JoAnne Skelly: I’m a grass warrior
I have been a grass warrior lately. Grass persists in exploring and establishing in areas I don’t want it: under shrubs, twined in flowers, out of the edges of the lawn, under the trees, in the field and so on.
As a grass warrior, I have employed various attack strategies from hand-digging, weed-whacking and mowing with three different mowers – a riding mower, a small area electric mower, a rough area mower and finally, a tractor. Thank goodness I have my own mechanic living with me who keeps all the equipment in excellent working order or grass would take over my landscape world.
Being a grass warrior requires tenacity, doggedness and endurance because grasses never give up. The prolific annual grasses flourish early. However, because they complete their life cycle within one year, they are shallow-rooted and easy to pull.
The perennial grasses are another story. They grow year after year putting down strong roots. They are difficult to pull, generally requiring a shovel rather than a trowel to get them out. In addition, any roots left behind re-sprout, growing multitudes of new plants.
I avoid herbicides these days in order to maintain a healthy soil biome, which then allows plants to thrive. However, some folks resort to herbicides. I’m often asked if the active ingredient, glyphosate, which is in 750 products including Roundup, is a good grass control.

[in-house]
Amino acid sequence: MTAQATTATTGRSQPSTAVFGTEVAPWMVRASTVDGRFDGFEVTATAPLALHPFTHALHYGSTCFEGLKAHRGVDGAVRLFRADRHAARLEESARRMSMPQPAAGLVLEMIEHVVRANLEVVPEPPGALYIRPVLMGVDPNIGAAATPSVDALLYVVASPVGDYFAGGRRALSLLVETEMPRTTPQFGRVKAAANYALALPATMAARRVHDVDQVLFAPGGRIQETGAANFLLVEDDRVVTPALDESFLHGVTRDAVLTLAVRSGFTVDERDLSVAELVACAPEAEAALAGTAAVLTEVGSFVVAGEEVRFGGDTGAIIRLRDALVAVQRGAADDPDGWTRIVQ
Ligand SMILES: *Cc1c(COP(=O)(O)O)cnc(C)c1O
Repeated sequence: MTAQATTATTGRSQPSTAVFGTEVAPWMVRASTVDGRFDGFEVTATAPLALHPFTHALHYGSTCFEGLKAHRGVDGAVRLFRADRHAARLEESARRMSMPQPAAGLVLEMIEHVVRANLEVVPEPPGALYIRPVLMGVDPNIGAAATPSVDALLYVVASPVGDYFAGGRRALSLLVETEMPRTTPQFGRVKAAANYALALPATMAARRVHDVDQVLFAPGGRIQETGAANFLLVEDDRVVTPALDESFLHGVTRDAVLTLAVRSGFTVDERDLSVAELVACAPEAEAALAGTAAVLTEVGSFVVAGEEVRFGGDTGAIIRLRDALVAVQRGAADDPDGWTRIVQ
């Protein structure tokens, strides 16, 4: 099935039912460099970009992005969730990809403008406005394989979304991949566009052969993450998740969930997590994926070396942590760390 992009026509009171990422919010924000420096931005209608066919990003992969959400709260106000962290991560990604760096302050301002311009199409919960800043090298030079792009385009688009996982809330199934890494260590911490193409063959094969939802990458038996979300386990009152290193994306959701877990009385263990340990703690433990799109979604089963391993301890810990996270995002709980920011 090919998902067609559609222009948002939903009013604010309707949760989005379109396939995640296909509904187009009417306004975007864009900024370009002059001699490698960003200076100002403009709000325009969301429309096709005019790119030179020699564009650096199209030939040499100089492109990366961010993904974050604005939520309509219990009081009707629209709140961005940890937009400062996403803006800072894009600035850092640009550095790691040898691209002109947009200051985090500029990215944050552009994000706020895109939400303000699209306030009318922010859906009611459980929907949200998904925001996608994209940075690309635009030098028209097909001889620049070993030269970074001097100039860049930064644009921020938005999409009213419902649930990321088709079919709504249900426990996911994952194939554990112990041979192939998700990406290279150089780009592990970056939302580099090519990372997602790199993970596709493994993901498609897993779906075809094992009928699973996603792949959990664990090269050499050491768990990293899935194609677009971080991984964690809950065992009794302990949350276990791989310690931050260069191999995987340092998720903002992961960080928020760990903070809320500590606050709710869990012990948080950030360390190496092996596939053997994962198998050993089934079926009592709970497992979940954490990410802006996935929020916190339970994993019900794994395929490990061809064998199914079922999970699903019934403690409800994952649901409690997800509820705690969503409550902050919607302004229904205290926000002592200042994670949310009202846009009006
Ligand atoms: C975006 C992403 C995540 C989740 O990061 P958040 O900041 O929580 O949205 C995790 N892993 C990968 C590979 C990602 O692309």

Glyphosate is a non-selective, post-emergent herbicide. This means it kills almost all actively growing plants when it is applied to leaves or freshly cut stems. If you spray it on grass growing in your flowers or shrub beds, you probably will kill the flowers as well as the grasses and shrubs. If you spray it on your lawn weeds, it may kill them, but also the lawn. There is a lot of controversy about glyphosate these days with some research saying it is carcinogenic (cancer-causing) and other studies saying it isn’t.
There are selective post-emergence herbicides that target only grasses but also other monocots, such as irises and lilies. These include various products with one of the active ingredients fluazifop, fenoxaprop or sethoxydim.
Products may come pre-mixed or require the addition of a surfactant or sticker-spreader ingredient to water in a tank sprayer. Before buying or using an herbicide, READ and understand the LABEL.
Since I will continue to avoid herbicides, I will remain a constant digger, mower or weed-whacking grass warrior. Are you one too?
JoAnne Skelly is associate professor and Extension educator emerita with University of Nevada Cooperative Extension. email@example.com.